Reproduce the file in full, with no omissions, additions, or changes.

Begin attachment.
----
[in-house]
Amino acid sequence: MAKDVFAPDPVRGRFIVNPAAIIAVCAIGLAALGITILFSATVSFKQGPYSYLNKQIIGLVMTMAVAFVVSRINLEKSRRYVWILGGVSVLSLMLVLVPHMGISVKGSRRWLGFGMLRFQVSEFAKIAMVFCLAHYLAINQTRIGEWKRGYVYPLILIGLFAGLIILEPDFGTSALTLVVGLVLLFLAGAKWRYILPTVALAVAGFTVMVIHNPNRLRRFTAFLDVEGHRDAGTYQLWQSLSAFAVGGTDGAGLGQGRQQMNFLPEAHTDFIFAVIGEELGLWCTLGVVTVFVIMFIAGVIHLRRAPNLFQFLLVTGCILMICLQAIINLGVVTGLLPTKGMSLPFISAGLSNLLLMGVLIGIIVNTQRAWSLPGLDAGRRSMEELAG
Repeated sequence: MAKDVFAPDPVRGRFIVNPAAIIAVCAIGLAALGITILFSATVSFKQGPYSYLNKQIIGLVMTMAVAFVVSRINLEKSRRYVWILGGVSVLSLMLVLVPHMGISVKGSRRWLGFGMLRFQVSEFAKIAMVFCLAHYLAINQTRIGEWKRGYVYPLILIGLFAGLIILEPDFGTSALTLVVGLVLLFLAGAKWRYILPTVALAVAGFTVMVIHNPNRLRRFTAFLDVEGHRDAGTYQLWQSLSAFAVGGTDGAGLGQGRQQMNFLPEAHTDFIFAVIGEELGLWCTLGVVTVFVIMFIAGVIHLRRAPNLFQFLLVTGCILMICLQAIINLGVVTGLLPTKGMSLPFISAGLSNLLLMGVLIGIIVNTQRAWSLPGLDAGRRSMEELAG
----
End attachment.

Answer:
[in-house]
Amino acid sequence: MAKDVFAPDPVRGRFIVNPAAIIAVCAIGLAALGITILFSATVSFKQGPYSYLNKQIIGLVMTMAVAFVVSRINLEKSRRYVWILGGVSVLSLMLVLVPHMGISVKGSRRWLGFGMLRFQVSEFAKIAMVFCLAHYLAINQTRIGEWKRGYVYPLILIGLFAGLIILEPDFGTSALTLVVGLVLLFLAGAKWRYILPTVALAVAGFTVMVIHNPNRLRRFTAFLDVEGHRDAGTYQLWQSLSAFAVGGTDGAGLGQGRQQMNFLPEAHTDFIFAVIGEELGLWCTLGVVTVFVIMFIAGVIHLRRAPNLFQFLLVTGCILMICLQAIINLGVVTGLLPTKGMSLPFISAGLSNLLLMGVLIGIIVNTQRAWSLPGLDAGRRSMEELAG
Repeated sequence: MAKDVFAPDPVRGRFIVNPAAIIAVCAIGLAALGITILFSATVSFKQGPYSYLNKQIIGLVMTMAVAFVVSRINLEKSRRYVWILGGVSVLSLMLVLVPHMGISVKGSRRWLGFGMLRFQVSEFAKIAMVFCLAHYLAINQTRIGEWKRGYVYPLILIGLFAGLIILEPDFGTSALTLVVGLVLLFLAGAKWRYILPTVALAVAGFTVMVIHNPNRLRRFTAFLDVEGHRDAGTYQLWQSLSAFAVGGTDGAGLGQGRQQMNFLPEAHTDFIFAVIGEELGLWCTLGVVTVFVIMFIAGVIHLRRAPNLFQFLLVTGCILMICLQAIINLGVVTGLLPTKGMSLPFISAGLSNLLLMGVLIGIIVNTQRAWSLPGLDAGRRSMEELAG